There aren’t many better ways to stir your soul than in an open-top Ferrari. And now the new 458 Spider joins illustrious predecessors such as the Dino 246 GTS and 308 GTS.
Packing a retractable aluminium hard-top, the newcomer doesn’t require many compromises over the 458 Italia coupe. The roof folds electrically in a mere 14 seconds, and it even features a central glass wind deflector so that the V8’s tremendous note can enter the cabin when the weather isn’t quite so sunny. About the only negative is the fact the Italia’s see-through engine cover hasn’t been carried over – something on which McLaren’s new 12C Spider manages to trump its arch-rival.
But whereas that British-built contender has been criticised for lacking soul, the 458 Spider oozes charisma from every component. Dropping the roof is pure theatre: it flips backwards in only 14 seconds (three seconds quicker than the McLaren’s), slotting under a panel that rises up ahead of the Ferrari’s engine cover.
Top up or down, the 458 Spider looks simply sensational – and it sounds it, too. The 562bhp 4.5-litre V8 emits a fabulous bark at anything over 3,000rpm, which then turns into a racing car-like howl at the insane 9,000rpm red line.
The seven-speed dual-clutch gearbox rifles through the ratios effortlessly, with every pull of the right paddle barely interrupting acceleration. For the record, the Spider can sprint from 0-62mph in 3.4 seconds, a mere tenth slower than the Italia, while the top speed drops from 202mph to 198mph – differences that are so tiny you’ll never notice them on the road. If you do, you might want to think about a career as an RAF test pilot...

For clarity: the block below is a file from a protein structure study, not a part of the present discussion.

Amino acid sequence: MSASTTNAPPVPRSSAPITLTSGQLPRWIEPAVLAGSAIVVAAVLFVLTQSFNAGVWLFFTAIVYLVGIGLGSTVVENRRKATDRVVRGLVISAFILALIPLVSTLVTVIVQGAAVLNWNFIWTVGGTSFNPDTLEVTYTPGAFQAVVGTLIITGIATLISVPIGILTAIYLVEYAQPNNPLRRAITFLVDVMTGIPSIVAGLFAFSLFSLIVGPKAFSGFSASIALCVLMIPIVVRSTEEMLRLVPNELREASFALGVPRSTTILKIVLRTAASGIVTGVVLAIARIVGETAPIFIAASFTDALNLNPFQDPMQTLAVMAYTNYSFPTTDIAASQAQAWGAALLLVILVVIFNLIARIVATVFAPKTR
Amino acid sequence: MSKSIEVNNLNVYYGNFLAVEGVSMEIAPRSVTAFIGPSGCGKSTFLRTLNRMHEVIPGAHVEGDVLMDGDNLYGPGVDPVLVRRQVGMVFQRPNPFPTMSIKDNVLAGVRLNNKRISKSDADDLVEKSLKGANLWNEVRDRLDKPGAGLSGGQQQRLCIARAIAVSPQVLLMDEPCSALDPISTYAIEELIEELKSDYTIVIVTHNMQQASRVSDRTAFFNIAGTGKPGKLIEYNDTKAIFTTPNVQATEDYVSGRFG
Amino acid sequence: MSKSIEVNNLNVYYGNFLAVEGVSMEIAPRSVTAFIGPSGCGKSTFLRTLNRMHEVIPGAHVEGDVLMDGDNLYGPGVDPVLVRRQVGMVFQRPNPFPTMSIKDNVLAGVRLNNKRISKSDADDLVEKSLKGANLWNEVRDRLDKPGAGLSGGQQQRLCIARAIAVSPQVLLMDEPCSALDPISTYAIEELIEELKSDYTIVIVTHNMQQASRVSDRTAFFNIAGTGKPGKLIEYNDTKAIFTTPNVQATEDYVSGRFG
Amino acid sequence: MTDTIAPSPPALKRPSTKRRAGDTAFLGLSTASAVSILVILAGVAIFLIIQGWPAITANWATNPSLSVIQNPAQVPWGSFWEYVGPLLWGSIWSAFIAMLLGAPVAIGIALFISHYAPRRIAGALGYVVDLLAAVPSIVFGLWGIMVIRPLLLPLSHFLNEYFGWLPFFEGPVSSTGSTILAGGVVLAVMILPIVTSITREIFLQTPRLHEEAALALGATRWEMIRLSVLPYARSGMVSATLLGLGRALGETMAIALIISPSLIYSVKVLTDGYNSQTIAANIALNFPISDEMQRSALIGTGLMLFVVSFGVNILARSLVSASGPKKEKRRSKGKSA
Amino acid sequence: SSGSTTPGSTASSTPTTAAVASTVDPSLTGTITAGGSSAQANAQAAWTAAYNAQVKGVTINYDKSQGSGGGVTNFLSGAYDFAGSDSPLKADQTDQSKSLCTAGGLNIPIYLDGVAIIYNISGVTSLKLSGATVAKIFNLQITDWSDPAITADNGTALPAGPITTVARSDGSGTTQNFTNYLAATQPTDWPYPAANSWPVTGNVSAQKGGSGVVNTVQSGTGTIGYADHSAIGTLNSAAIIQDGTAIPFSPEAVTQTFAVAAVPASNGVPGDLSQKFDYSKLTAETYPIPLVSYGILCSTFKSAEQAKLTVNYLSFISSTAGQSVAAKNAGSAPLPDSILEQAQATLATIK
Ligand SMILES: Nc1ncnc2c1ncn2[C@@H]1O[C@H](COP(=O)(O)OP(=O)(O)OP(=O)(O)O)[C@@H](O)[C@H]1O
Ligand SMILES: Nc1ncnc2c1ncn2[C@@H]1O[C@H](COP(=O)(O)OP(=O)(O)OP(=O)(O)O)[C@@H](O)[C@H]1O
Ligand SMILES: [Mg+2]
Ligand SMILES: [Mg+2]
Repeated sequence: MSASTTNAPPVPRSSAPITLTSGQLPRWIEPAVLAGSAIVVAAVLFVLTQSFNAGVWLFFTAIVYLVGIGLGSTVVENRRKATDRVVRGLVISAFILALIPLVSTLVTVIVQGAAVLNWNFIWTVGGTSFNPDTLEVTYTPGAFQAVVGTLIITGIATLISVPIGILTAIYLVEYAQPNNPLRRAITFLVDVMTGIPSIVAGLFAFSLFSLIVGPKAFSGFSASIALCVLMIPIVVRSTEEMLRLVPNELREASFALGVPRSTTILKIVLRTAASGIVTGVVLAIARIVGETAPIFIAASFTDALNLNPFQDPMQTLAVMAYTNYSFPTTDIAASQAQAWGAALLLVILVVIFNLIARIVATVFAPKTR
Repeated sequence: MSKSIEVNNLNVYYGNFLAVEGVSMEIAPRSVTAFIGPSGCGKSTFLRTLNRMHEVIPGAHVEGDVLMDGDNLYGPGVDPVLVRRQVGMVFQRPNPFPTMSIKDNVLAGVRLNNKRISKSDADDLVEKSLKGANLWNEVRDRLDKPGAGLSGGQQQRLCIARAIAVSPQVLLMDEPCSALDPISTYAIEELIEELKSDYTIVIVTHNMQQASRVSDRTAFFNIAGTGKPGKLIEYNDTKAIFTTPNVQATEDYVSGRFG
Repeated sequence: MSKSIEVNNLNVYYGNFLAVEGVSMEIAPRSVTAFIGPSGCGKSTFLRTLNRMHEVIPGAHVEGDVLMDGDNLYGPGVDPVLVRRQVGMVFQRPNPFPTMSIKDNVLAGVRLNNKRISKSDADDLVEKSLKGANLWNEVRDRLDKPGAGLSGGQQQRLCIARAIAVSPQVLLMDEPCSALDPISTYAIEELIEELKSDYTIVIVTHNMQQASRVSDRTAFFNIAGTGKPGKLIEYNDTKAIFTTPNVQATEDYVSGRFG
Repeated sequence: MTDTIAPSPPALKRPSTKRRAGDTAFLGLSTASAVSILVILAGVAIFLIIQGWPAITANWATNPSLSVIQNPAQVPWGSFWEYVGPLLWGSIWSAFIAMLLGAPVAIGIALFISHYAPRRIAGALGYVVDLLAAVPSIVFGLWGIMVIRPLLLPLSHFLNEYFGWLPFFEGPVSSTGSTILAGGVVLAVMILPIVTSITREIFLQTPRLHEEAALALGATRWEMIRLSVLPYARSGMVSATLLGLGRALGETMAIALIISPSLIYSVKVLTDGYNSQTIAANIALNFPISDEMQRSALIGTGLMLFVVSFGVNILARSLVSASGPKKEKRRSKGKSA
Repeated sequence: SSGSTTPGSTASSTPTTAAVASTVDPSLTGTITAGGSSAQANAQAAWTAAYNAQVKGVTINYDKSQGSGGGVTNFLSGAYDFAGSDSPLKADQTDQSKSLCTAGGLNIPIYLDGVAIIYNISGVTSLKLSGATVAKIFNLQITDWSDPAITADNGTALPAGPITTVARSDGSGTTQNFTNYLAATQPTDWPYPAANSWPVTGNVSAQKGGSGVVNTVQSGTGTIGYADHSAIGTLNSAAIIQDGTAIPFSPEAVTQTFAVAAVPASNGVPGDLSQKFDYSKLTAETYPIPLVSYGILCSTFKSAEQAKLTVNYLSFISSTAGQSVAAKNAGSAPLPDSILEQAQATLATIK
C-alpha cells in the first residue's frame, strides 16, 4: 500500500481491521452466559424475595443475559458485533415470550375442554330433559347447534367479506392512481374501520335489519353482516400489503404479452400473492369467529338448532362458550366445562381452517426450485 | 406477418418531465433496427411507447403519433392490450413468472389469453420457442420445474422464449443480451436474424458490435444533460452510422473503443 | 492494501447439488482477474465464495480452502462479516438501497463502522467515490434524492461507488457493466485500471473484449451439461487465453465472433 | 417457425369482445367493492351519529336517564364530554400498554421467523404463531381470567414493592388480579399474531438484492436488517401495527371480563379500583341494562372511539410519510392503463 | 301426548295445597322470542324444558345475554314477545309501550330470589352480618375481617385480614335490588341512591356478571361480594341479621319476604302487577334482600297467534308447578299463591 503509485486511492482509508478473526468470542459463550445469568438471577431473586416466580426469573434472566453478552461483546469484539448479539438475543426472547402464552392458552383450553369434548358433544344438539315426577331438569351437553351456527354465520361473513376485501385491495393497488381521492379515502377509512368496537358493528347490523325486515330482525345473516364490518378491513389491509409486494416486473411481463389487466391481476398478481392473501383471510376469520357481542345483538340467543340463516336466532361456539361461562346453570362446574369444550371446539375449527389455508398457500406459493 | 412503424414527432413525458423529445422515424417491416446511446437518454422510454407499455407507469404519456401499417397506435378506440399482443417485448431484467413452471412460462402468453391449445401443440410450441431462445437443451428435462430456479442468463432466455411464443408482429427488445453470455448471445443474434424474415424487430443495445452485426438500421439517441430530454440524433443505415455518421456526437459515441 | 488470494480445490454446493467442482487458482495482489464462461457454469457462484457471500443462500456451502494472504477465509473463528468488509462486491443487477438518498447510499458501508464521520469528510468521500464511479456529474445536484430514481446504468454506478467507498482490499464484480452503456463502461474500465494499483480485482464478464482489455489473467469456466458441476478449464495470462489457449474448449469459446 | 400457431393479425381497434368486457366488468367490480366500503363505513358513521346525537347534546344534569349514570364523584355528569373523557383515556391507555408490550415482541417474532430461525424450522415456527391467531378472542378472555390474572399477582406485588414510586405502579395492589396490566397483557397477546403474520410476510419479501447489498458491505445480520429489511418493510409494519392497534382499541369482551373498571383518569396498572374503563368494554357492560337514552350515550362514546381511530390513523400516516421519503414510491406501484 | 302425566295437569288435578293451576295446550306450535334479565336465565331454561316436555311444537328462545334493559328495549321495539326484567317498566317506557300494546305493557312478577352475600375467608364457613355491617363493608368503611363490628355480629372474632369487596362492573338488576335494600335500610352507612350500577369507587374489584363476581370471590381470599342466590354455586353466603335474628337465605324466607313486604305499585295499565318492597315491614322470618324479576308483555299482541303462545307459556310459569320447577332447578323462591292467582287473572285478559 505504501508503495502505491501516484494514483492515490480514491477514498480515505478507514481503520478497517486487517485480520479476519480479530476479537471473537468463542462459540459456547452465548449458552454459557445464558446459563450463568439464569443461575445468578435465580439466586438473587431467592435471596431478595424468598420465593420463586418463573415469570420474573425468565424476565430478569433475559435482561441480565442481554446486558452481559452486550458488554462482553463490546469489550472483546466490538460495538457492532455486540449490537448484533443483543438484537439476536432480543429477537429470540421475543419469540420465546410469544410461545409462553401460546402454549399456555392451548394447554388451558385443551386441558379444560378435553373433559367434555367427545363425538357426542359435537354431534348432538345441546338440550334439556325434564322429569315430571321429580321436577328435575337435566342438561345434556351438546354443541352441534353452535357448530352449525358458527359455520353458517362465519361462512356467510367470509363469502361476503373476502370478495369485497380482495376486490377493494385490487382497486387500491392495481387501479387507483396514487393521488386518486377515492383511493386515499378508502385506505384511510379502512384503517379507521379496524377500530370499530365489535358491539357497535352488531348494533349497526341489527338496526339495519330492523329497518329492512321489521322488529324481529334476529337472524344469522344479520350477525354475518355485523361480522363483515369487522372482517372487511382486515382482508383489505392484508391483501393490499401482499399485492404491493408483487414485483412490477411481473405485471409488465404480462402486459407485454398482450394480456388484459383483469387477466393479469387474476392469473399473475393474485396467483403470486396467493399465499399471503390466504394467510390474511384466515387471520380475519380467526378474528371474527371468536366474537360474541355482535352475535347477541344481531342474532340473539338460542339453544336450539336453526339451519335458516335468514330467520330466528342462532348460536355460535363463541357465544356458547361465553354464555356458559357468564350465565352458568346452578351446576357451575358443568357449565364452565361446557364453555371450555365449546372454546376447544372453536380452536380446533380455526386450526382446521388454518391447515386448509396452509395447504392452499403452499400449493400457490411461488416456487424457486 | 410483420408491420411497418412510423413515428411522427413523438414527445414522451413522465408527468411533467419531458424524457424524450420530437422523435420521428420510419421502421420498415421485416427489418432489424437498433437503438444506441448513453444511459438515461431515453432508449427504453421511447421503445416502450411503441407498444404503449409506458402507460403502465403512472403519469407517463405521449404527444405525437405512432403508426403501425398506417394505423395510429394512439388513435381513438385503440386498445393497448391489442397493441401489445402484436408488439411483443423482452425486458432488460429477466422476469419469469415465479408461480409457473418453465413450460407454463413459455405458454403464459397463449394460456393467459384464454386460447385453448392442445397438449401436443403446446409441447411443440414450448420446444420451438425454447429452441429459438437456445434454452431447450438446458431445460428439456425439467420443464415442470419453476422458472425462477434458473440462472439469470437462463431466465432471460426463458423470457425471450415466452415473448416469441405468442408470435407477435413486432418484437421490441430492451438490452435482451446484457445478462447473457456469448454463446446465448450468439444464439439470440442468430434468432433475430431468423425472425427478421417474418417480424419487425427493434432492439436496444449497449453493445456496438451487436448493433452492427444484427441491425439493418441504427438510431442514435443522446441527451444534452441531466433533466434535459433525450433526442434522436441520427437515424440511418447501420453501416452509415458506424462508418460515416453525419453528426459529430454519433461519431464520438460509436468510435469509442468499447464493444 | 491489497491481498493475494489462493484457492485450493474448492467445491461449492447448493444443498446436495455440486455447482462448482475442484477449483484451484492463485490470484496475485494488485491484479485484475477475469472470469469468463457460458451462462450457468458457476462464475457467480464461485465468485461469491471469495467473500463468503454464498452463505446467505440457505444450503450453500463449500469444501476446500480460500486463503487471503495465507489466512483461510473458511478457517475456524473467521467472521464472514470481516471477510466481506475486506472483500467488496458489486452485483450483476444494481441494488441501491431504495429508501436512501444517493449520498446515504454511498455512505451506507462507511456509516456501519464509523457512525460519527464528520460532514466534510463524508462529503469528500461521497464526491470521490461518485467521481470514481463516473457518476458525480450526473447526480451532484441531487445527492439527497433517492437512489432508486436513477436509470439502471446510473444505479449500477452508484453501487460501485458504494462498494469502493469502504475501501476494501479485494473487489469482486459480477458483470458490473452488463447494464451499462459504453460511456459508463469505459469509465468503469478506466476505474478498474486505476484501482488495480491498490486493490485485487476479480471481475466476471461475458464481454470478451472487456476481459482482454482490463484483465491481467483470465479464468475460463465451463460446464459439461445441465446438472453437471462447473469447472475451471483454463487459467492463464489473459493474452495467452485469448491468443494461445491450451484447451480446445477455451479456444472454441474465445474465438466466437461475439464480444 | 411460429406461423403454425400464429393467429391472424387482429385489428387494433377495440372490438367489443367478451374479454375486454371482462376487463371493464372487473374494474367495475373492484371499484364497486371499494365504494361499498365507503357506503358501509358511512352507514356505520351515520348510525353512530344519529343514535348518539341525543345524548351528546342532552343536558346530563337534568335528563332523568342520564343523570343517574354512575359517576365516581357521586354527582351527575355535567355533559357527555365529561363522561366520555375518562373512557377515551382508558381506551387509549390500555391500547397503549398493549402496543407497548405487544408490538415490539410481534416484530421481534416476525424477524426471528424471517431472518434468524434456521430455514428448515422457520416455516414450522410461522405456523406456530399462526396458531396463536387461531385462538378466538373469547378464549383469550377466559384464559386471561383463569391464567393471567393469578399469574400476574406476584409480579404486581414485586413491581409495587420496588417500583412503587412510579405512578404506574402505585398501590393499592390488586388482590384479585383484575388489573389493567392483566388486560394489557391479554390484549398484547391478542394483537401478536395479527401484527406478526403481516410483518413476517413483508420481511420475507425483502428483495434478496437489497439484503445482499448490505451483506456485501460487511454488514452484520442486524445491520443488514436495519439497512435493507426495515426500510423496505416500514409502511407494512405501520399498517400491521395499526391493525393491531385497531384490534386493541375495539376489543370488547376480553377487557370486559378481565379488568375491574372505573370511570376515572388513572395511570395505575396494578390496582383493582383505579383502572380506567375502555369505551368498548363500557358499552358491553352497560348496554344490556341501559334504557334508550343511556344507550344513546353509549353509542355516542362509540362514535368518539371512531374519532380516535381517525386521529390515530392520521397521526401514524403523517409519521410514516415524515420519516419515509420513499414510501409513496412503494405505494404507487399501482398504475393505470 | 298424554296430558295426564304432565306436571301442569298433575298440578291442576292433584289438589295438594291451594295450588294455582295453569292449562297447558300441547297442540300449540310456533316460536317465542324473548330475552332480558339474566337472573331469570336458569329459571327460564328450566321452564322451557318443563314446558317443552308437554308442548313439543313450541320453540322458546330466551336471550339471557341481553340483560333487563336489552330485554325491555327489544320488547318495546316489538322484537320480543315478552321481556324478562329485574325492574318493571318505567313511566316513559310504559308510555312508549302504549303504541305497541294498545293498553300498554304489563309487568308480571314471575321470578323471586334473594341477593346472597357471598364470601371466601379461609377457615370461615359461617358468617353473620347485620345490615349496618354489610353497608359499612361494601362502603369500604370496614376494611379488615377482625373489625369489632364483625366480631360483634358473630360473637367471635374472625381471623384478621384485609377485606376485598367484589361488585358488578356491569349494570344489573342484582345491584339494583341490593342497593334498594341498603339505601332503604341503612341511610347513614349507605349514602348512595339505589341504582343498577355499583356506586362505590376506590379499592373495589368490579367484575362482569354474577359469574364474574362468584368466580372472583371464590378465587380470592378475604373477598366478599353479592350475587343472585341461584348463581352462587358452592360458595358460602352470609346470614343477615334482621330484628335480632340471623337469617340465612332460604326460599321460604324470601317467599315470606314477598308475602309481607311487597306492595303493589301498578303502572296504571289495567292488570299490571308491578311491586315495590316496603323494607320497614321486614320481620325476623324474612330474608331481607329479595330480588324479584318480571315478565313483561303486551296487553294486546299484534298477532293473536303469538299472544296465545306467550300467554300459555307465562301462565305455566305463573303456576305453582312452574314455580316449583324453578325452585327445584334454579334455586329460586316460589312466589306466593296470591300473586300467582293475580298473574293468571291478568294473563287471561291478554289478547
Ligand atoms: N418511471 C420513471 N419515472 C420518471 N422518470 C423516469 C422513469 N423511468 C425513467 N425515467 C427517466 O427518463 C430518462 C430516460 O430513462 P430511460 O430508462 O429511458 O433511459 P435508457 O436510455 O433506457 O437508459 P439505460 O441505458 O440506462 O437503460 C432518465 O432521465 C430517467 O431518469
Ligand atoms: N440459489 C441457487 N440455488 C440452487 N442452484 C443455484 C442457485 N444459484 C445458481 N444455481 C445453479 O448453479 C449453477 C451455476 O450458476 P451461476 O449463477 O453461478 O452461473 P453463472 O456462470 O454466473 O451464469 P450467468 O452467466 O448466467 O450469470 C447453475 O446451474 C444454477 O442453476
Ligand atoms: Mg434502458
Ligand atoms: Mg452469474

Likewise, additional chassis strengthening might make the 458 Spider 50kg heavier than the coupé, but the car darts into corners just as quickly and grips just as hard – plus stops in eye-poppingly short distances thanks to carbon-ceramic brakes.
Yes, there is a tiny amount of wobble through the interior mirror over bumpy surfaces, but the newcomer is nearly as stiff – and as quiet with the roof in place – as its stablemate. The steering-mounted manettino switch gives a variety of driving modes. Turn everything off and this feels every inch the monstrous supercar. Yet Sport mode allows you to cruise comfortably – and with a deep front boot and room behind the seats for golf clubs, the car is surprisingly practical.
What it’s not, though, is cheap. The price starts at £198,936, but our test car had a huge £63,330 worth of extras, including a gold finish to the 20-inch wheels (£1,238), a carbon fibre trim package (£8,277) and titanium wheel bolts (£1,919). Question is: is the Spider worth £20,445 more than the 458 Italia coupe? On this evidence, without a doubt.